There's probably nothing that perturbs me more professionally than when someone insists I should do a big expose article on some scandal.
Mainly because anyone thinking I'd be interested in relating such a thing has obviously never actually read any of my stuff.
Political discord? School administration salaries? Governmental shenanigans? Drugs in the water? Sure, there's plenty there you can probably get steamed over. But that's not my thing -- I see my role as the opposite of the conveyor of the bad news. I want to bring to light the good news as much as possible instead.
There's certainly enough people who excel at reporting the bad news ... the world doesn't need me to do that.
It isn't always easy to be on this mission. Sometimes when I'm looking for stories while laying out the wire service pages in the paper there isn't a lot offered by the Associated Press with anything good to say. Often I have to come up with five or six different ways to say someone is dead just so all of the headlines on a single page have varied terminology if not a varied theme. Many of the pages lately have made me queasy with the abundance of vile news, and if you think the news that is printed is bad, you should read the stuff we don't put in because of our all-ages audience.
Obviously, it is the bad news that attracts people to read any paper. If there's a huge calamity I expect my stuff to be bumped for the hotter news, because I would make that decision to ax my stuff as well. Sales increase when there's a major disaster, and again I'm just as guilty because that's when I'm also more interested in reading the paper, too. It's like driving by the scene of a car crash -- you can't help but look. You probably aren't glad the crash happened, but at the same time find it oddly intriguing. Likewise, if you are reading a novel there's got to be some kind of a conflict or it will be pretty boring.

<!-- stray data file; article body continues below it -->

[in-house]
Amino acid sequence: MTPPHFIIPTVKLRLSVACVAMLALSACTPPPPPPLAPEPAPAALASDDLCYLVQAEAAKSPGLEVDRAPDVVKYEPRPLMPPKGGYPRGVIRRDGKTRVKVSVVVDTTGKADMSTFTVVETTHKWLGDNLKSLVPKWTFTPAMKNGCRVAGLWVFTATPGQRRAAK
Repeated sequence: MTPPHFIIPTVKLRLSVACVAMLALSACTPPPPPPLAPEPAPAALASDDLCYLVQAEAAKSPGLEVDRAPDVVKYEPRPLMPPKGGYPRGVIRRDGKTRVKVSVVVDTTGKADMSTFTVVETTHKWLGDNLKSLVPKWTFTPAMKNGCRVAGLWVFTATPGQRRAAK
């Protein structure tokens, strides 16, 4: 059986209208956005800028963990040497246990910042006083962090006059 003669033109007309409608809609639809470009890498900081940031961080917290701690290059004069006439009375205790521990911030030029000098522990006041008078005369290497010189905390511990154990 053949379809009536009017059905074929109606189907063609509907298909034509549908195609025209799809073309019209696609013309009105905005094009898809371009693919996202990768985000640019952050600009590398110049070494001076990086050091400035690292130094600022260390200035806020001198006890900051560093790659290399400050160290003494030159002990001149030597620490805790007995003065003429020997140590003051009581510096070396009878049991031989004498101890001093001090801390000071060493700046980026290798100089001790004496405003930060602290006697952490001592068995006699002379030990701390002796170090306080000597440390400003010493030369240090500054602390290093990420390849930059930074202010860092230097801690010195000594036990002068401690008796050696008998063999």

Luckily, the majority of our local stories are usually good news about good people. But once we get into the wire service accounts of the goings-on in New York City, Washington, and overseas that ratio is invariably skewed towards evil.
So in an effort to compensate for all of that bad news, I strive to relate the good news. That's what I perceive to be my role in the world.
It doesn't matter what you do, whether you write, build bridges, teach school, wait tables, or crunch numbers ... taking some time to define your own role is a great organizer and a great motivator to your own endeavors. Give it a try!